They call it the land of the long white cloud. What a beautifully romantic name for a country.
New Zealand is a photographer’s dream. It’s also an outdoor enthusiast’s dream. The land is rugged, wild and pristine; the air is amazingly clean and crisp. In New Zealand you can feel a world away from everything. You could spend 24 straight hours ice-hiking up the face of Mount Cook. You could tiptoe through a pitch-black rainforest with your flashlight turned off, straining your eyes to see tiny blue glowworms scattered across the forest floor. You could be the only person camping in a rusting campervan graveyard. You could sit and stare at a milky turquoise blue lake for hours with only sheep for company. You could spend all night gazing at the infinite sky. You can be high in the Southern Alps, and always be within 170km of the sea.
Ah, New Zealand. This was technically my third trip to New Zealand, although I can’t really count my 2008 trip, where I stayed in a conference centre the whole time. My last “real” trip to the land of the Kiwis was in April 2001, when my college buddy Sam and I travelled together in a bus for two weeks, backpacker style. We tried our hand at hang-gliding, attended a trash-bag “costume party” at the local pub in a town of 30 people, stumbled drunkenly through the jungle looking for glowworms, and threw ourselves off of a bridge over Skippers Canyon. Ah, to be a university student. Good times!
But I digress. Yes, Jeff and I took this trip almost two years ago, but we promised we’d share it in our 2010 Recap, so here it is… our trip to the land of the Kiwis. We like to think our photography has improved quite a bit since 2009, so it was actually a pleasant surprise to revisit these photos because we liked so many of them! Like I said, NZ is a photographer’s dream… maybe it’s just more difficult to take bad photos there.
Our first stop was Kaikoura, where we hoped to swim with the world’s smallest species of dolphins, the Hector’s Dolphin. Even though it was summer, the water was bloody cold and we had to don long-sleeved 5-millimeter-thick wetsuits in order to get in the water. Brrr!
The dolphins were a bit shy and the water was murky so we didn’t get too many photos, but we did see them! It was pretty awesome. The tour operators encouraged us to sing to them to get them to come close to us. I think it worked to some degree!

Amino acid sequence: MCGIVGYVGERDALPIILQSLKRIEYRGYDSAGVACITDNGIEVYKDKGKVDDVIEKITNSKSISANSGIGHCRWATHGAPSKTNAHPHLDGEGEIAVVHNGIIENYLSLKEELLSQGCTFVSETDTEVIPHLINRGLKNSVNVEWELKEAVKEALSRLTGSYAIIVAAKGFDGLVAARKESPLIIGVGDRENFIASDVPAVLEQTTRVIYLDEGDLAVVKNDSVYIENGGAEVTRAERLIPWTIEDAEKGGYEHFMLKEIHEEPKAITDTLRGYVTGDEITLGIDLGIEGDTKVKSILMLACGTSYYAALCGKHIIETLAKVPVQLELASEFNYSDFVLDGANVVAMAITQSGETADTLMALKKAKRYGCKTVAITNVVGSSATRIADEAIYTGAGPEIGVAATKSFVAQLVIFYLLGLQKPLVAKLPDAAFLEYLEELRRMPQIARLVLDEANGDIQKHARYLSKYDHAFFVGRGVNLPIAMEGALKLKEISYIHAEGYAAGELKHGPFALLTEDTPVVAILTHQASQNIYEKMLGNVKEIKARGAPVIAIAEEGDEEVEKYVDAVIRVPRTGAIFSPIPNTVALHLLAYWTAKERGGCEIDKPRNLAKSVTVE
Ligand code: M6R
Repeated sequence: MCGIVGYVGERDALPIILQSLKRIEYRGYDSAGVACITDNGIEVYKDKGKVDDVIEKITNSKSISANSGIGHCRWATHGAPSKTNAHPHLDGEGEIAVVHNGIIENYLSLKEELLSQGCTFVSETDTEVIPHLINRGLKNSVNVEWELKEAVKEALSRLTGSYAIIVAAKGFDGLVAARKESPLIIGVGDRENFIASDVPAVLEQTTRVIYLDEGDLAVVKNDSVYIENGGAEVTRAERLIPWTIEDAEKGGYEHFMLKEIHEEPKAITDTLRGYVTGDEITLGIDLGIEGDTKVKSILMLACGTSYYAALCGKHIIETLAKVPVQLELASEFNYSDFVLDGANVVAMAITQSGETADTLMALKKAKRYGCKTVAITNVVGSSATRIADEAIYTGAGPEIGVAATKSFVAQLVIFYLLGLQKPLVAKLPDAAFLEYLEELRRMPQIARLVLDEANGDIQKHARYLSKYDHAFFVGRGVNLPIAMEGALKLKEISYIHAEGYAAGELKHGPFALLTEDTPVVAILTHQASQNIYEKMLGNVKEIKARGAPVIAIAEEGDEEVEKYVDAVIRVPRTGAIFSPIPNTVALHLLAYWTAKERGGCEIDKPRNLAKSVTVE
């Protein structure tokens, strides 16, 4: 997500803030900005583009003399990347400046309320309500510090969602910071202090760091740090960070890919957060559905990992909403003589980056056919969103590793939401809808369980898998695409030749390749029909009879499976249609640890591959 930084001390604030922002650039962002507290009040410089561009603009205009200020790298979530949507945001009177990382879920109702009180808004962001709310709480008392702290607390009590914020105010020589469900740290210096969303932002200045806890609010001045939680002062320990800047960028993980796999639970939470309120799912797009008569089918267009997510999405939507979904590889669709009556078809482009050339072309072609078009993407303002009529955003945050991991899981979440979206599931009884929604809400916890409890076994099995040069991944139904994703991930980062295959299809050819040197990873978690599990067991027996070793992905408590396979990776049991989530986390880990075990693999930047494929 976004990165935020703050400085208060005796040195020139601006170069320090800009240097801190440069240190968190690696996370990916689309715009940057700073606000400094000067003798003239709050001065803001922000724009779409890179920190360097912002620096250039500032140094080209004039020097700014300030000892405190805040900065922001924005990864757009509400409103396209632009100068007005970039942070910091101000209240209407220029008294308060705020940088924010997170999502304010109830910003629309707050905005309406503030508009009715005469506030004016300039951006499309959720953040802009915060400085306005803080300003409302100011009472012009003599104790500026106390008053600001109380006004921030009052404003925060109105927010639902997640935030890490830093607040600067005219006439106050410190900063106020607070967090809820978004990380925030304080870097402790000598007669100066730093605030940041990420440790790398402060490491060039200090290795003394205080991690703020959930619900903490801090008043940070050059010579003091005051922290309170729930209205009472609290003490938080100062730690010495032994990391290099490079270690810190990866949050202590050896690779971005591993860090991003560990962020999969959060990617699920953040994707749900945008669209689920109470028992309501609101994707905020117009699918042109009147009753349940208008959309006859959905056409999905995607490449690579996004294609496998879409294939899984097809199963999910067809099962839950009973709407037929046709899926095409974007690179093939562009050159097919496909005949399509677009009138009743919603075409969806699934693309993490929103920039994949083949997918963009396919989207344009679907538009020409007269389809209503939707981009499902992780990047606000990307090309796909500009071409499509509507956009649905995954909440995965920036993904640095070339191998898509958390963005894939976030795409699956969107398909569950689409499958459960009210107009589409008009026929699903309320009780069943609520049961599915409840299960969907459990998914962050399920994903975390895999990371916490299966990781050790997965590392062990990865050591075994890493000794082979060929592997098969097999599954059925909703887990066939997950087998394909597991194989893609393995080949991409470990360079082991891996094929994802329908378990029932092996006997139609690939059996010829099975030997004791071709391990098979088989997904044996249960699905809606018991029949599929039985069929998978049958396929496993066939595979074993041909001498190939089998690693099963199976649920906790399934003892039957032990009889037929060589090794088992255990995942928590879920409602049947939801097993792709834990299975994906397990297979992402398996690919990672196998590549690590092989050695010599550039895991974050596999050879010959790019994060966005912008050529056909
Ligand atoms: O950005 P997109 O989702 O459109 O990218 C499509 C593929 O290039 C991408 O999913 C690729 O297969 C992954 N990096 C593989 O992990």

After Kaikoura we headed south, where we happened upon fields and fields of amazing wildflowers. We must’ve been there at the right time of year, because they blanketed the ground for miles and miles. They also smelled incredible!
Soon we entered Mackenzie Country and the scenery became really dramatic. Towering snow-capped mountains appeared. New Zealand also has these amazing turquoise lakes unlike any mountain lakes we’ve seen. The water seems slightly milky-opaque due to “rock flour”, tiny particles of rock that come from the glacial run-off and are suspended in the water. The color is stunning.
And of course, you can’t go too far in New Zealand without encountering sheep… did you know there are more sheep than people down there?!
Jeff was really looking forward to checking out the observatory at Mount John near Lake Tekapo. After seeing the big expanse of clear skies during the day, we were really looking forward to what awaited us at night!
And well, the southern night sky and its multitude of stars was truly awesome. Below you can see Orion break dancing! At least according to the ancient Kiwi myths. :P
After Lake Tekapo, we continued upwards toward the Southern Alps, to the highest peak in New Zealand, Mount Cook… known to the native Māoris as “Aoraki”.
The stormy weather made for some very dramatic landscapes.
To get a proper view of Mount Cook Village, we put on our hiking boots and strapped on our backpacks for a walk.
There’s more to come so check back soon for Part 2. Share your thoughts in the comments!